# Talk:Injection to Image is Bijection

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## question answered

In response to the "questionable" template invocation:

- "Restriction of Injection is Injection doesn't deal with codomain but is invoked like it does"

I have amended Restriction of Injection is Injection so that it does - please feel free to check, then this questionable can be cleared. --prime mover (talk) 10:33, 24 January 2013 (UTC)

- You say just "restriction", parenthetically. Should this be "codomain restriction" or some such? --Dfeuer (talk) 10:57, 24 January 2013 (UTC)

- No it shouldn't. Nothing's parenthetical. --prime mover (talk) 11:04, 24 January 2013 (UTC)

- There is value in the distinction between "codomain restriction" and "domain restriction" because it resolves the inherent ambiguity resulting from established mathematical lingo for these. So I encourage this development - the issue has resided in the back of my mind for some time now. Admittedly this is liable for hypocrisy since I'm not inclined to actually go and do that myself. How I wish for an FTP connection from my brain to the wiki. That'd speed up the content generation for PW a lot, and take the burden of trivialities off my shoulders. --Lord_Farin (talk) 11:10, 24 January 2013 (UTC)
- Alas, less talking, more results. Off we go. --Lord_Farin (talk) 11:12, 24 January 2013 (UTC)

- I can't see it myself, as the way restriction is defined, both the subset of the domain and codomain are speficied, with the added lagniappe that if you specify just the domain restriction, the codomain is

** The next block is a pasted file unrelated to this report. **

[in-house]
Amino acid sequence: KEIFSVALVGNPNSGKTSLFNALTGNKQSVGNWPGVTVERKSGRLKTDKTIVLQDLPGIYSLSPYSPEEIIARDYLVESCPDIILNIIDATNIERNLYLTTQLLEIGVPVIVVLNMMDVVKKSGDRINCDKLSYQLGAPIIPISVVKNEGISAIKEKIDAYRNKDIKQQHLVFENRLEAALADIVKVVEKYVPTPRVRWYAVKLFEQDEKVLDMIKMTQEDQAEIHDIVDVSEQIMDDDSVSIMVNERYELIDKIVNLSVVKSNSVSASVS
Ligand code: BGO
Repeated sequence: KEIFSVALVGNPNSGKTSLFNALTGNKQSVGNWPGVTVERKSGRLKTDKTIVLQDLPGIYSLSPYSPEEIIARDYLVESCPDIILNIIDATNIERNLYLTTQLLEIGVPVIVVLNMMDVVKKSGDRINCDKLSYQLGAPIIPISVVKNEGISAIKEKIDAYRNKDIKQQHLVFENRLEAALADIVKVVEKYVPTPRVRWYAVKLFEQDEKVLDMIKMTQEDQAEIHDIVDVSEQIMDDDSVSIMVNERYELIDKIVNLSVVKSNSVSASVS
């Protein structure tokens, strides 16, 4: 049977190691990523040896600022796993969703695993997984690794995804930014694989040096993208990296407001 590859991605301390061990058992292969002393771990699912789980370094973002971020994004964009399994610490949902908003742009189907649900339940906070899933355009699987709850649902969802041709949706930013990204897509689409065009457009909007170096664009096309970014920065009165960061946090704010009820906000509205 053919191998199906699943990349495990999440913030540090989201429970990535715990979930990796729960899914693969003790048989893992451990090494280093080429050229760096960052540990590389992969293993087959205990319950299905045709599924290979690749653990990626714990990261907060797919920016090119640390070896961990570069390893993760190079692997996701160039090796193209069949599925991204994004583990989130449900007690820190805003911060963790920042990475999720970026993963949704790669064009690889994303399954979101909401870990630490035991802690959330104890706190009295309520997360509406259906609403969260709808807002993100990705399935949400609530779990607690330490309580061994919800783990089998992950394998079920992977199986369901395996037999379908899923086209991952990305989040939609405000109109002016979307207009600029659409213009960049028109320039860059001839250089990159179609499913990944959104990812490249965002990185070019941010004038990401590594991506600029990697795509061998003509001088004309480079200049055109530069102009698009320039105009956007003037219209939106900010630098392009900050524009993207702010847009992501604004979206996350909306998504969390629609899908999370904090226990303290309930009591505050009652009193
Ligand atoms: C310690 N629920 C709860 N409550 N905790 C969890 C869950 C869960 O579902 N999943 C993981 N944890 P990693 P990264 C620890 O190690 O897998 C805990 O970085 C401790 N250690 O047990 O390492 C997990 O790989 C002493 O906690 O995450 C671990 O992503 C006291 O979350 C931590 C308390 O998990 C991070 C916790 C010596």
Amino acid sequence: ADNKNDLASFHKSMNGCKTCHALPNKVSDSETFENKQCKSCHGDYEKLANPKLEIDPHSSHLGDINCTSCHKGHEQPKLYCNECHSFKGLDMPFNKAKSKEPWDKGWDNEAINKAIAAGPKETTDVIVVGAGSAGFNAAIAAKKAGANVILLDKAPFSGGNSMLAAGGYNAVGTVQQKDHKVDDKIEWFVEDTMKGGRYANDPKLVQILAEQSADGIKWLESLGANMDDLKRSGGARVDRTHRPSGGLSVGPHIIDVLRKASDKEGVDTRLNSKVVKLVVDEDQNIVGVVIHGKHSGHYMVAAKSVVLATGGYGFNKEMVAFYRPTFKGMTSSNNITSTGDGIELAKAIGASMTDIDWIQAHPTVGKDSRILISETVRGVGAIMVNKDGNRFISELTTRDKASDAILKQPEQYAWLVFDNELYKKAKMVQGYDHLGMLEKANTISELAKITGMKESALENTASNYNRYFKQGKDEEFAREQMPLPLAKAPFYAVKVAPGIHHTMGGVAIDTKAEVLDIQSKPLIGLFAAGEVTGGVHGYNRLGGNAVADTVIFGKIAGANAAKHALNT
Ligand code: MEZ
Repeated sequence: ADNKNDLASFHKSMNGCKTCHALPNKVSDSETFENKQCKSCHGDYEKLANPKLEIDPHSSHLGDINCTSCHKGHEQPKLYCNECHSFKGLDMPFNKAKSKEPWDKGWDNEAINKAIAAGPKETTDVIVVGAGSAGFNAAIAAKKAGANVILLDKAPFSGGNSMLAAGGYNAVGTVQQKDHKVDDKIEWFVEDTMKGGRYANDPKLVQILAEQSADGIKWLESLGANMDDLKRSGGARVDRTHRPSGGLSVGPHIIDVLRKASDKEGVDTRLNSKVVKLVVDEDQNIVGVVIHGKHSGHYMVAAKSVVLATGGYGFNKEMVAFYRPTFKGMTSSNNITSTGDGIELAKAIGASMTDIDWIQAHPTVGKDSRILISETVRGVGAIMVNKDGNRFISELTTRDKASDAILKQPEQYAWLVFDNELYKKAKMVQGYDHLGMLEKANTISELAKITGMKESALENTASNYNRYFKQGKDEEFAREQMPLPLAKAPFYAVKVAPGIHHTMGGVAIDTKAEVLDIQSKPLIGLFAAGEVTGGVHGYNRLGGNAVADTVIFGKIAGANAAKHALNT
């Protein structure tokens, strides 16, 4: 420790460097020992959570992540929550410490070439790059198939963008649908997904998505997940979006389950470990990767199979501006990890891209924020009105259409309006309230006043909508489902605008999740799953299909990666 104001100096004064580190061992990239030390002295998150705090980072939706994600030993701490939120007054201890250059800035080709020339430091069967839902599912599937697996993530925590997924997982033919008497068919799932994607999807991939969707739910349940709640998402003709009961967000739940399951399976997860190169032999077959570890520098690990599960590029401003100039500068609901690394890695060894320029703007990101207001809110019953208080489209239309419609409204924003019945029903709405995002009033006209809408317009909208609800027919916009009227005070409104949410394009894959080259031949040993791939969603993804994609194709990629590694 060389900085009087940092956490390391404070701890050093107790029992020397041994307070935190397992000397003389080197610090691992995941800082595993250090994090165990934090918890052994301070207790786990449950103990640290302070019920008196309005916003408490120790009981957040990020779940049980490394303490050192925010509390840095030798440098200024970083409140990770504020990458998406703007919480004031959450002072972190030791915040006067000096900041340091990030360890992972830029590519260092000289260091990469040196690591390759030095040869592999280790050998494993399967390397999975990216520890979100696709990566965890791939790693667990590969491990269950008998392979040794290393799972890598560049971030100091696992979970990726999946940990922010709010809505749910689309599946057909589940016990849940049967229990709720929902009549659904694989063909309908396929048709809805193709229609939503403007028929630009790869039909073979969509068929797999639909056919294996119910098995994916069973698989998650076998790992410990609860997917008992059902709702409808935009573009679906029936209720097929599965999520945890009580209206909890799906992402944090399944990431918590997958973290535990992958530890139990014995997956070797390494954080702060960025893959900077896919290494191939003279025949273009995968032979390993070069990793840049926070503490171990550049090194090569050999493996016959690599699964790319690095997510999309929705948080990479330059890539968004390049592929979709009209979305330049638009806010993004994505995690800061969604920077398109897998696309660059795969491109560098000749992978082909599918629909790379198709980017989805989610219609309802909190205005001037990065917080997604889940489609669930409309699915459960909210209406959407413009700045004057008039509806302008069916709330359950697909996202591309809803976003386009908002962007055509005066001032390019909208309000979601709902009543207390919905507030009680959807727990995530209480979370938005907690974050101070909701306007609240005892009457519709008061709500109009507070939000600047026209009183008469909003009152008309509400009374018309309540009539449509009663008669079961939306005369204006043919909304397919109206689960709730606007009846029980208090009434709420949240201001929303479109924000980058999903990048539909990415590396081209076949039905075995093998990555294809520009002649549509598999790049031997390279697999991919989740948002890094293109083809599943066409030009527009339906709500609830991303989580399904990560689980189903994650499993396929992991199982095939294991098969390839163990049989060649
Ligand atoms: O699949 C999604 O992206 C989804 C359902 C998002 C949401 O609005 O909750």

*automatically*specified to be restricted to the image of that restricted domain. Having a specific definition of "codomain restriction" seems to me like overcomplication. --prime mover (talk) 11:46, 24 January 2013 (UTC)

- I can't see it myself, as the way restriction is defined, both the subset of the domain and codomain are speficied, with the added lagniappe that if you specify just the domain restriction, the codomain is

- The $\restriction$ notation is unambiguous. In what sense is the codomain automatically specified? I've never heard of such a thing. I am accustomed to the term "restriction" being used for the domain unless otherwise specified, so I would think "The restriction of $\sin$ to $[-1,1]$ would mean $\restriction_{[-1,1] \times \R}\sin$. --Dfeuer (talk) 11:51, 24 January 2013 (UTC)

- The definition as given on restriction specifically gives the definition for both domain and codomain. By specifying the full cartesian product of the specific subsets of both domain and codomain, one does not need to create a separate definition for "codomain restriction". The codomain is "automatically specified" by the second factor in the $\restriction_{A \times B}$. Furthermore, by the definition as given, $f \restriction_A$ unqualified
*specifically means*$f \restriction_{A \times f \left({A}\right)}$ so to need to refer to a "codomain restriction" is superfluous.

- The definition as given on restriction specifically gives the definition for both domain and codomain. By specifying the full cartesian product of the specific subsets of both domain and codomain, one does not need to create a separate definition for "codomain restriction". The codomain is "automatically specified" by the second factor in the $\restriction_{A \times B}$. Furthermore, by the definition as given, $f \restriction_A$ unqualified

- If your understanding of a restriction differs from the above, then bear this in mind, and (if necessary) add an "also defined as" to the page in question. --prime mover (talk) 12:43, 24 January 2013 (UTC)